Capes know incredibly much about the animals and nature here. He is Aboriginal origin and grew up in the area around Shark Bay. Now he runs his company to take tourists to the beautiful surroundings and learn besides the Aboriginal history and culture also all about the animals, plants, bushes and trees.

My kayak glides silently up the beach and the only thing I hear is the bird ”Oystercatcher”. It casts a beautiful sound. Capes step out of the kayak barefoot and takes the lead in the sand. Suddenly we find small traces. A thorny dragon has passed here. We follow the tracks, and soon we find the little rascal, enjoying the sun. When it realizes that we are there the thorny dragon freezes and stands completely still to avoid detection. Cape takes the opportunity to tell us a aboriginal urban legend about the thorny dragon.
”One time it was a beautiful lizard. But it was very greedy and ate lots of berries. Mother Nature then said: If you continue to take too many of the berries, you will be punished for not respecting nature. The thorny dragon continued eating berries and was punished with spikes all over his back and a slow walk for not show respect to nature.

francois peron thorny dragon2
A thorny dragon. Photo: Patrik Enlund

francois peron thorny dragon

Capes have lots of little stories from his childhood. For Aborigines, it is extremely important to live close to the nature. That’s how Capes have grown up and now he wants to spread the way to look at our planet and nature for us and everyone else who comes here.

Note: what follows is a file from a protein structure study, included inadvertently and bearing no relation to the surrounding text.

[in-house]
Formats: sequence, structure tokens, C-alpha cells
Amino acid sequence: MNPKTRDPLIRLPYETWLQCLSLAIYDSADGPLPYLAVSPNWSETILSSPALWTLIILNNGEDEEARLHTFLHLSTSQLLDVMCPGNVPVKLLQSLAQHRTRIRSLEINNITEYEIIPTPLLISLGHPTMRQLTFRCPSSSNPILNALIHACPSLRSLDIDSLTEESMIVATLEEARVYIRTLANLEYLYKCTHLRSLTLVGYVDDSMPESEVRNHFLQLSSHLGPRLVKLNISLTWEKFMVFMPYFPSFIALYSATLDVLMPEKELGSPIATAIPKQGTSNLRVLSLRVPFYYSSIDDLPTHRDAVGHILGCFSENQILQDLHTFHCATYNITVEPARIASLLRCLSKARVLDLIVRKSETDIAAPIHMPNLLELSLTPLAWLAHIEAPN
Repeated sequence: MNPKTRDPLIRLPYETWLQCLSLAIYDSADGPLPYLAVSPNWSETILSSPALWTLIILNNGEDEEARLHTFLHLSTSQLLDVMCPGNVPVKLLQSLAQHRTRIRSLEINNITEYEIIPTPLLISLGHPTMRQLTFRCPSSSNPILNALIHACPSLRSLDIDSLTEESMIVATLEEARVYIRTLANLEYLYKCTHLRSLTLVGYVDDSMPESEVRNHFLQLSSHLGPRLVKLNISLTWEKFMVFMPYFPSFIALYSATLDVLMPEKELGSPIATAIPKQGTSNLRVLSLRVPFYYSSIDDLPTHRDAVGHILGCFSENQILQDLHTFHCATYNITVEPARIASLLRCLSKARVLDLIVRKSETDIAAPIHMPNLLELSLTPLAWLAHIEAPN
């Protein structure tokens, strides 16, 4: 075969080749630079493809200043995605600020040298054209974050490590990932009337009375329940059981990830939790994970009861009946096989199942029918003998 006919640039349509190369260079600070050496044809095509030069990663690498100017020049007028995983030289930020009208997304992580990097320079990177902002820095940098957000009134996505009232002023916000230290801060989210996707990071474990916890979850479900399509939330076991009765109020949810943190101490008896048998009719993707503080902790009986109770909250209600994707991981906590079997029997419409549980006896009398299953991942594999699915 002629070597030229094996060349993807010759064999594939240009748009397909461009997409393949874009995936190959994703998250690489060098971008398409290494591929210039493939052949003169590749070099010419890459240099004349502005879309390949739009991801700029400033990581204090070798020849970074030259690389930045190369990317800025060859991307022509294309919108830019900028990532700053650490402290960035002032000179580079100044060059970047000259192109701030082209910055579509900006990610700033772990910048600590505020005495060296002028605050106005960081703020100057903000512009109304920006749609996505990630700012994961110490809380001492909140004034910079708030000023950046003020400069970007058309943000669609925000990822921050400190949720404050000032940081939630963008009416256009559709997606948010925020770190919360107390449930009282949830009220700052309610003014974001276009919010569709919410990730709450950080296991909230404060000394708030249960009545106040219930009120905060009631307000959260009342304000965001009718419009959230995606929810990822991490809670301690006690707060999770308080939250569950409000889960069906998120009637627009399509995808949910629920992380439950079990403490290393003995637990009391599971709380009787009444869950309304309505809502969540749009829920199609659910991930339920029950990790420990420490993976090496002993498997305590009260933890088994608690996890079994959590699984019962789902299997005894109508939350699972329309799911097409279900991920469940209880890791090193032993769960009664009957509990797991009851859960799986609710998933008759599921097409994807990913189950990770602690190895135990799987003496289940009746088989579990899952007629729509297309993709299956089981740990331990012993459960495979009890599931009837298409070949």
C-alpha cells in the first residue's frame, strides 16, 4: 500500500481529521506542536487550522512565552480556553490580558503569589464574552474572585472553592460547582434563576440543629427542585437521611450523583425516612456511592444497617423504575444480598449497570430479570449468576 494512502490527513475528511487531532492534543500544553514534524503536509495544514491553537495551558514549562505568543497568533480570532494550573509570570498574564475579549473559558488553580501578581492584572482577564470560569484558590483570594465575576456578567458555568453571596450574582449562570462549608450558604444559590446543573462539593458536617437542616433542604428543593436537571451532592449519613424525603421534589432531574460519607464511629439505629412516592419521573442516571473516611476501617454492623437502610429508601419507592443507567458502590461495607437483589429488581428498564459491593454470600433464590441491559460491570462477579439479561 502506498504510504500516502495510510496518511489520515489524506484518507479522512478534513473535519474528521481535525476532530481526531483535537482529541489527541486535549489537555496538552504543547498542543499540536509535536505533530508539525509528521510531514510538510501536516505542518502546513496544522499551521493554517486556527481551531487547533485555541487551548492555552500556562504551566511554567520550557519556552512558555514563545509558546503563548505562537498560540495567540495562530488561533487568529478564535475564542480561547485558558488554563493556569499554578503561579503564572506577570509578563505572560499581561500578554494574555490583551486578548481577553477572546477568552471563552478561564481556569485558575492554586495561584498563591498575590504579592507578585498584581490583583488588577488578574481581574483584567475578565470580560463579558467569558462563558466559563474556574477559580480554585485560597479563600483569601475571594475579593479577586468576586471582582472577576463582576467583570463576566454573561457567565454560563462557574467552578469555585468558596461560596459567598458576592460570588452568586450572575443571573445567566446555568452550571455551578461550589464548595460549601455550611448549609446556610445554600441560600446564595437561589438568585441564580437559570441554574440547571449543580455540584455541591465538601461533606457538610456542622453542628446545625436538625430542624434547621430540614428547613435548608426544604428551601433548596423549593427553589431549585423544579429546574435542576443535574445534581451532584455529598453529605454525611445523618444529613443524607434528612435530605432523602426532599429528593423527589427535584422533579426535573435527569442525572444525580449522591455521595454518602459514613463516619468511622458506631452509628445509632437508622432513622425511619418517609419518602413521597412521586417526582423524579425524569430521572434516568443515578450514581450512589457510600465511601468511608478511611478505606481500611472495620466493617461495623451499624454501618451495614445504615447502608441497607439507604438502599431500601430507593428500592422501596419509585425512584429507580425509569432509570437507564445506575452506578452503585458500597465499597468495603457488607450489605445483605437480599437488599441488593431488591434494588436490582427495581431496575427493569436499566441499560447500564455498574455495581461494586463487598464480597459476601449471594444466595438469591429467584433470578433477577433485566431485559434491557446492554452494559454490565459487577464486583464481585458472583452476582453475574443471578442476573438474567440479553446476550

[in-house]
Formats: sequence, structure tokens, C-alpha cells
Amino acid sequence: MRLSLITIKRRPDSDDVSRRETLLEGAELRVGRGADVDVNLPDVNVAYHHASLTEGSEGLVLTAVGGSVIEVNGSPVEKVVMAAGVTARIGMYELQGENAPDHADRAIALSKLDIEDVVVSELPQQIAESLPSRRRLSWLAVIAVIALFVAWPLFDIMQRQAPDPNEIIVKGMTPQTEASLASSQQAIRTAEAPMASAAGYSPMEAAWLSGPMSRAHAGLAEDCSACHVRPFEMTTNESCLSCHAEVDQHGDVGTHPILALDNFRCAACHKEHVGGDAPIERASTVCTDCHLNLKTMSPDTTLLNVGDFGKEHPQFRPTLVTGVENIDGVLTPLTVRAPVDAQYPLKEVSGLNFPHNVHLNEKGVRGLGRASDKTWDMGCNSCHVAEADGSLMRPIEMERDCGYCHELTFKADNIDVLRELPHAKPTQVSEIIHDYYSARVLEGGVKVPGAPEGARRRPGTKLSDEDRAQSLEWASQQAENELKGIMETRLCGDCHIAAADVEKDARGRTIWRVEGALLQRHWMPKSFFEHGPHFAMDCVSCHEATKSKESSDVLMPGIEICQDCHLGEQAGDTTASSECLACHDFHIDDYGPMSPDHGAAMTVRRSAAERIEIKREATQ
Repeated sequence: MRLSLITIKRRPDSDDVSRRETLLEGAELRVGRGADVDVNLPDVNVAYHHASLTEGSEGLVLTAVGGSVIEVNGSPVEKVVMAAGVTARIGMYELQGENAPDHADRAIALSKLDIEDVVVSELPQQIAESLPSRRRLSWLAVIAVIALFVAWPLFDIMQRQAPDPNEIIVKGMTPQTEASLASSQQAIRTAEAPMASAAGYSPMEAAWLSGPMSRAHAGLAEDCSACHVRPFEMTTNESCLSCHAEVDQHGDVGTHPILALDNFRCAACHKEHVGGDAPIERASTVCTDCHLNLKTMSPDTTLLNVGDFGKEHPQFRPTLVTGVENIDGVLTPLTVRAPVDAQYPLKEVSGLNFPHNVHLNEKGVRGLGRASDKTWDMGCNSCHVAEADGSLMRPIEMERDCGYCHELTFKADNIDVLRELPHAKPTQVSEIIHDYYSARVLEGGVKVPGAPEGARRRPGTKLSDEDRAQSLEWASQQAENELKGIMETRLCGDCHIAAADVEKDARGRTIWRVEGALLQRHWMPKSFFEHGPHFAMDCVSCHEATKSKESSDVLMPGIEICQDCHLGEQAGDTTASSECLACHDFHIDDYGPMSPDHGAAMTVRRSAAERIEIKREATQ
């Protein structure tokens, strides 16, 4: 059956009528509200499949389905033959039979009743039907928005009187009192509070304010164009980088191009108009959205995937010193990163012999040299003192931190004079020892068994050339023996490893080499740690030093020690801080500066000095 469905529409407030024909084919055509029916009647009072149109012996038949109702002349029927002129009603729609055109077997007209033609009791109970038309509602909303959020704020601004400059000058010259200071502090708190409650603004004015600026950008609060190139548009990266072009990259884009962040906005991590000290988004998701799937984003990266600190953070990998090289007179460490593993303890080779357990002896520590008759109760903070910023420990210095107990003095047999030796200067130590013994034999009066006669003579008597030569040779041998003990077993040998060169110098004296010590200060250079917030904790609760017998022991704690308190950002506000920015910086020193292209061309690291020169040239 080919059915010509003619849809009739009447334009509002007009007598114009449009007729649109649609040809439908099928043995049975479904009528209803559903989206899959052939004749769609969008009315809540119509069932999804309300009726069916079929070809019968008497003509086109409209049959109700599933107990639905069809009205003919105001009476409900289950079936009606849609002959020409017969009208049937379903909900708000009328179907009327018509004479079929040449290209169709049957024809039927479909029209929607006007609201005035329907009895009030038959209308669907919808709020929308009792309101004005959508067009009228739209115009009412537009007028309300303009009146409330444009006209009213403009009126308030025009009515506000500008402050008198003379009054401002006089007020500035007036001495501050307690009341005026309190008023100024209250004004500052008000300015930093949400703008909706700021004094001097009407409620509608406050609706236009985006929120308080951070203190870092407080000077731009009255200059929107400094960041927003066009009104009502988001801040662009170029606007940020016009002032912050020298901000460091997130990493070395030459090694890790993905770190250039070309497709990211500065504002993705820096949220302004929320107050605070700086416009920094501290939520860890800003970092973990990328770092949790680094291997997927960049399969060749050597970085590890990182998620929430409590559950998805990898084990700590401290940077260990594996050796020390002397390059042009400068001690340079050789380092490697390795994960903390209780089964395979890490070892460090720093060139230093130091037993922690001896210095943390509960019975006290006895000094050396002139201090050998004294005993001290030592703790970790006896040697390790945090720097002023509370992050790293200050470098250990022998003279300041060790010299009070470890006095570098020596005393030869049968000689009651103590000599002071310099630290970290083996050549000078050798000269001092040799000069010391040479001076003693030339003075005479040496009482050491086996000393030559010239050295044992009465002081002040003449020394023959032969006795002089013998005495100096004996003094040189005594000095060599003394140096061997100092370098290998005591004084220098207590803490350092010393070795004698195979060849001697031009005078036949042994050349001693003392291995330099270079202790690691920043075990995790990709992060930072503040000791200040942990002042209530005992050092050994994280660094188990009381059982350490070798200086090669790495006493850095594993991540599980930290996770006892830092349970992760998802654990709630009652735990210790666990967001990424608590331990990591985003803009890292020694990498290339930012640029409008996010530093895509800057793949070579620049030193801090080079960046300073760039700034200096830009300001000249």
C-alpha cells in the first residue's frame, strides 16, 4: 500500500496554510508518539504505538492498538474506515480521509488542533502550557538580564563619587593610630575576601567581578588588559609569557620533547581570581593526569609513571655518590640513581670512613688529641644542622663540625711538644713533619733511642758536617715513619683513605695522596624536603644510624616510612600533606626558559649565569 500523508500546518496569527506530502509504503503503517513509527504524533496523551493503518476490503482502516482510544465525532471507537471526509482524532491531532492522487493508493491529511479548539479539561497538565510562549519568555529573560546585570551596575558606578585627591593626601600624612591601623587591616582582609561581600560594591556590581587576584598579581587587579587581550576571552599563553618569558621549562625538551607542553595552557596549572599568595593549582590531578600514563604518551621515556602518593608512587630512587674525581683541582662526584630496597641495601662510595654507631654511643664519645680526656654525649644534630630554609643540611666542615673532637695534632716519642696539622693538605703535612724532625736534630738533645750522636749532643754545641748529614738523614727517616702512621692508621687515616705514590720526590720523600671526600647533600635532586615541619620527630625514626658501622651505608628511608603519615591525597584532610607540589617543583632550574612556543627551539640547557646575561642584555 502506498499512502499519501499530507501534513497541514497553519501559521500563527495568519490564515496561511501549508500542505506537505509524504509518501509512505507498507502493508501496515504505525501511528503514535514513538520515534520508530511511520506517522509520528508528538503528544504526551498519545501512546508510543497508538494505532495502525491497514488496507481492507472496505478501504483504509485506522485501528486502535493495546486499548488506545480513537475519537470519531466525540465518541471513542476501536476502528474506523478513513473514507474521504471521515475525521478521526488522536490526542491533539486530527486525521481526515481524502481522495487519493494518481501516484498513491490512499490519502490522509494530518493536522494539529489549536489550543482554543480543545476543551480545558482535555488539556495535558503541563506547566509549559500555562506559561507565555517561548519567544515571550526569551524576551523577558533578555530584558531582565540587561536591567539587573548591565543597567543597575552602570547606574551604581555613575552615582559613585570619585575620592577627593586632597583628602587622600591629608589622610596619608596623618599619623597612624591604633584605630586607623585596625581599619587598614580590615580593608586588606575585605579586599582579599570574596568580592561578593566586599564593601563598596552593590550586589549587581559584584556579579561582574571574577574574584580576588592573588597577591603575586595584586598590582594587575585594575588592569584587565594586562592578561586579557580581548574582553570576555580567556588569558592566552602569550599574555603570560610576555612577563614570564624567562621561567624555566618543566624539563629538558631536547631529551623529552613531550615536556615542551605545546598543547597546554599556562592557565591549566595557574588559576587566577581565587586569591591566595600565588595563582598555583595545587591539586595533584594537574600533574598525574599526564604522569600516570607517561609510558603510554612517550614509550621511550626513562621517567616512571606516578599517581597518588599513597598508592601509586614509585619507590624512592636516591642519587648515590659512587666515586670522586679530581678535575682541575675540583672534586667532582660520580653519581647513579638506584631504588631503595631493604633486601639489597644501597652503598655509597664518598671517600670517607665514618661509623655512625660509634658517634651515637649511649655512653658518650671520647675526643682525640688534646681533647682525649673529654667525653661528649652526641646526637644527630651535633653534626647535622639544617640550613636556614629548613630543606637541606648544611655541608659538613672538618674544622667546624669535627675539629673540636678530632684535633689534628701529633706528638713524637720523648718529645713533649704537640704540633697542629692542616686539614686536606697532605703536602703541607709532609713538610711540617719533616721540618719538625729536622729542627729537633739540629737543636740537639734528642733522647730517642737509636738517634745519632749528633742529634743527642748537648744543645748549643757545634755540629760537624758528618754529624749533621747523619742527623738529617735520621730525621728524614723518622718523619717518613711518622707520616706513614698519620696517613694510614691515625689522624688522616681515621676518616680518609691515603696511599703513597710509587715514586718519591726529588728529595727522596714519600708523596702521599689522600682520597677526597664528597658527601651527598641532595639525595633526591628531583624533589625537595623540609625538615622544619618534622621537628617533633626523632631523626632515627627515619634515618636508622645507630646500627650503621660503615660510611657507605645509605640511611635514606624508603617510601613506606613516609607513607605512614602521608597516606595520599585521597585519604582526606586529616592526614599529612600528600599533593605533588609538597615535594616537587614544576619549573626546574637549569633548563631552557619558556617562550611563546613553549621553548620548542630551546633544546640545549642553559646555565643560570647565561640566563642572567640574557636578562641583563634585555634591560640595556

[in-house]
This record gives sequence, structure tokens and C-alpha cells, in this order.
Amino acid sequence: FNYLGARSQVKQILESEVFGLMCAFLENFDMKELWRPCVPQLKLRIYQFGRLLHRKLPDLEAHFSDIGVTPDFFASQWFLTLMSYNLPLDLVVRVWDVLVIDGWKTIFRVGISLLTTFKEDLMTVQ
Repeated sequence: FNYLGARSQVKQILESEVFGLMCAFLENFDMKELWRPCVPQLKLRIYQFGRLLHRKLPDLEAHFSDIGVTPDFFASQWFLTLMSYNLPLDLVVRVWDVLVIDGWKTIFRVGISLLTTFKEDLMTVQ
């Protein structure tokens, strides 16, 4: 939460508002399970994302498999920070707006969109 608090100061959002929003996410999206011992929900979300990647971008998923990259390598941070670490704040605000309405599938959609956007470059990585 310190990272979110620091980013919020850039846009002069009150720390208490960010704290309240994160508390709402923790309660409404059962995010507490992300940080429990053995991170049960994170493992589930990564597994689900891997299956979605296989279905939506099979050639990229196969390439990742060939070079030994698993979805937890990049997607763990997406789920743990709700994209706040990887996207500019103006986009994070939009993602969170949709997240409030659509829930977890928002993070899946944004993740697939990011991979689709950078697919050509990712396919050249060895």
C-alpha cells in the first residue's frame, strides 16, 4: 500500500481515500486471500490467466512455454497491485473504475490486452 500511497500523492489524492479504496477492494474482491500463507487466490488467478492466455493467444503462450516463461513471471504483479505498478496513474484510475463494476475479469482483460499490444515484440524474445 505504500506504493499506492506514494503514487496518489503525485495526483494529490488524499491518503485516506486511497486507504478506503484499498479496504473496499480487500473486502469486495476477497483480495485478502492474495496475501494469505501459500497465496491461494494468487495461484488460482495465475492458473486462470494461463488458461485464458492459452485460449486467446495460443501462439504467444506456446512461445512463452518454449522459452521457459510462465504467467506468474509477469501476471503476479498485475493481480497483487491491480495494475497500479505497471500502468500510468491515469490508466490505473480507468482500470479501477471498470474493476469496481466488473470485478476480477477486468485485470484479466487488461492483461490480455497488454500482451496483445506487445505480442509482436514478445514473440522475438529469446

Sunset over big lagoon. Photo: Patrik Enlund
Sunset over big lagoon. Photo: Patrik Enlund

The day ends at sunset on the beach, we unwind with food for our hungry stomachs. Capes serve a tasty buffet at one of the tables he had set up in the sand. Tortilla Wraps with ham, cheese, lettuce, beans, feta and couscous is obviously really nice after a day on the lagoon.

After dinner, before we go home to our beds, we stop in the outskirts of the national park. At a natural hot spring. The water is heated up from the earth and is closer to 40 degrees. Perfect for tired kayak muscles. I lean back my head and above me – the universe. The most clearly visible constellation is ”the Southern Cross”. It just… beautiful.

See all pictures below:

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WHERE TO STAY?
The only town in Shark Bay is Denham. In Denham you have a lot of options for accomodation. If you come in a caravan or a campervan or just need somewhere to put your tent there are parks for that. There are also some hotels. The town is just outside the national park and only 20 minute drive from Monkey Mia where you can spot dolphins.

FACTS ABOUT SHARK BAY
Gutharraguda (two waters) is the Aboriginal name of ”Shark Bay” and has been named after the two shallow bays located on each side of the long peninsula where Francois Peron National Park is located. The area is very special. Shark Bay is a UNESCO World Heritage Site and meet unique enough four out of ten claim to be listed by UNESCO.

patrik